To put it mildly, New York exports do not have a good track record in Chicago, as the recent closing of BLT American Brasserie demonstrates. So why are we so excited about Eataly— as in our story yesterday of their reported choice of location (the former ESPN Zone)? Well for one, Eataly’s concept seems much more exportable than many, being as much retail as dining. But beyond that, Mario Batali’s and Joe Bastianich’s Ikea of Italian food-slash-Italian food court simply raises the bar for quality Italian ingredients in every category you can think of, and its various restaurants would each be, if not the absolute best of their type in town, at least worthy contenders that would add a first-class choice to their category and especially to an area where thousands work and eat out every day. There’s no telling how precisely the New York Eataly will predict what the Chicago one will be like, but we assume they’re not coming to town to dumb it down, either, and that most of what is working in New York will be replicated here. So come with us on a tour of the New York edition of Eataly in the Flatiron District, and start getting hungry for ours when it comes, most likely sometime early next year.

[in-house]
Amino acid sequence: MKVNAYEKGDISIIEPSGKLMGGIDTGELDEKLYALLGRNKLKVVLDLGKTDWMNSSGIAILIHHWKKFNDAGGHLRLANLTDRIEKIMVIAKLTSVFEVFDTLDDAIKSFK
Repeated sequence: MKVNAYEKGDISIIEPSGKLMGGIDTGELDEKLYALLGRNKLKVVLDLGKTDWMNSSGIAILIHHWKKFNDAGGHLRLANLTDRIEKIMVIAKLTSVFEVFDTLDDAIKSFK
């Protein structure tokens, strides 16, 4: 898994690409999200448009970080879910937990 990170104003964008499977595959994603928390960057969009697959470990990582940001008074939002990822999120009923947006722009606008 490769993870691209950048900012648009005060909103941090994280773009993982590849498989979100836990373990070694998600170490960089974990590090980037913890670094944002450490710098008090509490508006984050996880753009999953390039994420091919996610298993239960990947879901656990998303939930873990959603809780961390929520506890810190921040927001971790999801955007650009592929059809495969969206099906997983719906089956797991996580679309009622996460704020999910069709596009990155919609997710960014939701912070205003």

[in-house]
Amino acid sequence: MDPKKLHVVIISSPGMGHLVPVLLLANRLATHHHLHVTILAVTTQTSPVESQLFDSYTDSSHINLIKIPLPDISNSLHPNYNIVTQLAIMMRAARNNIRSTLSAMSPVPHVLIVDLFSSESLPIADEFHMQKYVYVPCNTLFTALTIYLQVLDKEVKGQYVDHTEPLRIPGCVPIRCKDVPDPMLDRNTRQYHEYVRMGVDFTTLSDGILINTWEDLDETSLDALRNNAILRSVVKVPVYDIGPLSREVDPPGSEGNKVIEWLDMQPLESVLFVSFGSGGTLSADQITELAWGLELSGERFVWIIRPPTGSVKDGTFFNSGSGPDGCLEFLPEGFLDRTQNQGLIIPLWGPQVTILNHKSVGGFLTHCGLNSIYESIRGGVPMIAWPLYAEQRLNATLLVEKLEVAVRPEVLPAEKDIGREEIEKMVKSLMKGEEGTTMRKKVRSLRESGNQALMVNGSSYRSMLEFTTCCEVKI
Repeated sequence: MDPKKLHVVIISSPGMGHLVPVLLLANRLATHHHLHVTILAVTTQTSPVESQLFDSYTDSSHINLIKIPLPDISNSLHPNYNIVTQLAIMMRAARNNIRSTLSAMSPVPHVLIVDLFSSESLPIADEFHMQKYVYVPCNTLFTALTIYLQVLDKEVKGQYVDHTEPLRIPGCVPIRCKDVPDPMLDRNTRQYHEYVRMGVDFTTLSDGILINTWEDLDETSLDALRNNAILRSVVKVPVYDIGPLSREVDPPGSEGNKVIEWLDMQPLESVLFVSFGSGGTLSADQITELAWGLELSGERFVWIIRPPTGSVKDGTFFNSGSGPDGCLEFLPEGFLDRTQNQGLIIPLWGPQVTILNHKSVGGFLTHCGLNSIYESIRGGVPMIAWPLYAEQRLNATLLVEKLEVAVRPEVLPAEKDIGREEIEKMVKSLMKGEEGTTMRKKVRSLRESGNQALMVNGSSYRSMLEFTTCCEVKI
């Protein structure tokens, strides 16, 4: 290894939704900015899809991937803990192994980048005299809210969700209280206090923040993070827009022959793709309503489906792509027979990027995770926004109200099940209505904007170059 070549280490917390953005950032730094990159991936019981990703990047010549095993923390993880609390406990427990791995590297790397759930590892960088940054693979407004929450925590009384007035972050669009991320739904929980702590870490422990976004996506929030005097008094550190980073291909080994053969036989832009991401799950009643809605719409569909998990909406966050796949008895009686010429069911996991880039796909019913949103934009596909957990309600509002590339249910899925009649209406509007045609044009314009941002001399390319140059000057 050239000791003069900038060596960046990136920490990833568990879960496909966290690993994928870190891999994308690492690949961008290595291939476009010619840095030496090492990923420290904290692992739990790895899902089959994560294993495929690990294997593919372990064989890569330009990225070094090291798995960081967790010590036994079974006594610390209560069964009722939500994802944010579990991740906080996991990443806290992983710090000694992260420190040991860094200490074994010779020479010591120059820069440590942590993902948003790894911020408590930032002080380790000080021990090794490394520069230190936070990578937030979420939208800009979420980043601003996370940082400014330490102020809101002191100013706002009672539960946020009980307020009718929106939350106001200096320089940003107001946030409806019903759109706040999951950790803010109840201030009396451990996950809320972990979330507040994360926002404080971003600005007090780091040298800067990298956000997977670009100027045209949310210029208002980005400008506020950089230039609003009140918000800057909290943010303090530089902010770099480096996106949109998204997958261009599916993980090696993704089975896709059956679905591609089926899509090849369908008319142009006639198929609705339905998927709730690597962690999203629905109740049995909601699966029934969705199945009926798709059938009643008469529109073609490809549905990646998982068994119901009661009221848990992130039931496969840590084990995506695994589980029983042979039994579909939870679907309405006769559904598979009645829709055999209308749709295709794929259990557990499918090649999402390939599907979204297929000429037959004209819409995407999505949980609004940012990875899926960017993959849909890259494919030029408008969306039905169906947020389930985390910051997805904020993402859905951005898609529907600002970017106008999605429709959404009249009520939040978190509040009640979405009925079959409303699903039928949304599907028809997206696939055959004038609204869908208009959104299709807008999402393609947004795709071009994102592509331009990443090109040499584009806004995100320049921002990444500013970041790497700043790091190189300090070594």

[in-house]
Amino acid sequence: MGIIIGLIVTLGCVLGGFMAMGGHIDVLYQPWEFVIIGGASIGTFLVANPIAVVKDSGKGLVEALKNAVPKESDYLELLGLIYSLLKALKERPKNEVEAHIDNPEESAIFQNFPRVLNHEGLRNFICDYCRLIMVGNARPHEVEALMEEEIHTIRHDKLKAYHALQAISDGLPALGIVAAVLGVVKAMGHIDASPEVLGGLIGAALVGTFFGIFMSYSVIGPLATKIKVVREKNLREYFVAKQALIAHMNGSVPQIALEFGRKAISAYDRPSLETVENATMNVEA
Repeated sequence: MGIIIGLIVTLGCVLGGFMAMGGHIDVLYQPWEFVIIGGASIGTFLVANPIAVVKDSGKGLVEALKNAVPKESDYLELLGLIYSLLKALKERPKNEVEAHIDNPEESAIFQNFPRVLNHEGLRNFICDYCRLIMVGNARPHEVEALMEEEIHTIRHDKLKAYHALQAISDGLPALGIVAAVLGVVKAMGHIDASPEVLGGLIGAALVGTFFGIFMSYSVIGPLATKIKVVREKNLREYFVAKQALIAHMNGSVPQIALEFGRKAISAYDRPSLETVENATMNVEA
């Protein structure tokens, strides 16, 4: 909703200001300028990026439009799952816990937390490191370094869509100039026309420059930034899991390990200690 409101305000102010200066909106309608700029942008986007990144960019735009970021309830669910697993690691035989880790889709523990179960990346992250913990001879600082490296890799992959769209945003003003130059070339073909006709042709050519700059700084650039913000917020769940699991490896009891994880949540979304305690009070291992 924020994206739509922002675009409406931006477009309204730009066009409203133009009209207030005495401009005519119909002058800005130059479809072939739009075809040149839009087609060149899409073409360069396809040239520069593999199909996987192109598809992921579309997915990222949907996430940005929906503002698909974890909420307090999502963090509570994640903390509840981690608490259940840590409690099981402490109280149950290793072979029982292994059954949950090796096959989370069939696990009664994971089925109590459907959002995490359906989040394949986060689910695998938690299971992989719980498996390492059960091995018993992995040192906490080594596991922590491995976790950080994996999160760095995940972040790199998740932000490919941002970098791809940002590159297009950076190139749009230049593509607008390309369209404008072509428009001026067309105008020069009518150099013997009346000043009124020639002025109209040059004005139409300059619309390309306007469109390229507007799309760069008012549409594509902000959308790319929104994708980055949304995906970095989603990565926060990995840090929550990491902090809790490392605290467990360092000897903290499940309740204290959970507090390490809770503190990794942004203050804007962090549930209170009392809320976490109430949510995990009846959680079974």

The first thing you see as you enter from Fifth Avenue is a Lavazza coffee stand, followed by pastry and chocolate counters… and an Italian tourism display.
At least in New York, there’s no point from which you can get a visual overview of the entire store. Instead you keep turning corners and discovering sections filled with artisanal products of different types, such as artisanal cheeses.
A deli counter slicing charcuterie.
A counter offering fresh housemade pastas.
A bakery with Roman-style sheet pizze and breads.
A small produce section, well-focused on seasonal items widely used in Italian cooking.
Shelf-stable goods are around the perimeter, such as this diverse and impressive olive oil section.
A small display of housewares makes a statement on contemporary Italian design.
On this Saturday, however, more of the customers seem interested in the restaurant-style offerings, of which there are many.
There are a number of counters where you can order food of a particular type— this one is all vegetable-based dishes such as artichoke fritti, seared escarole or risotto.
Others are sitdown restaurants on a particular theme, such as this pizzeria.
There’s even a rooftop beer garden.
The dining options seem to have been an instant hit with all ages.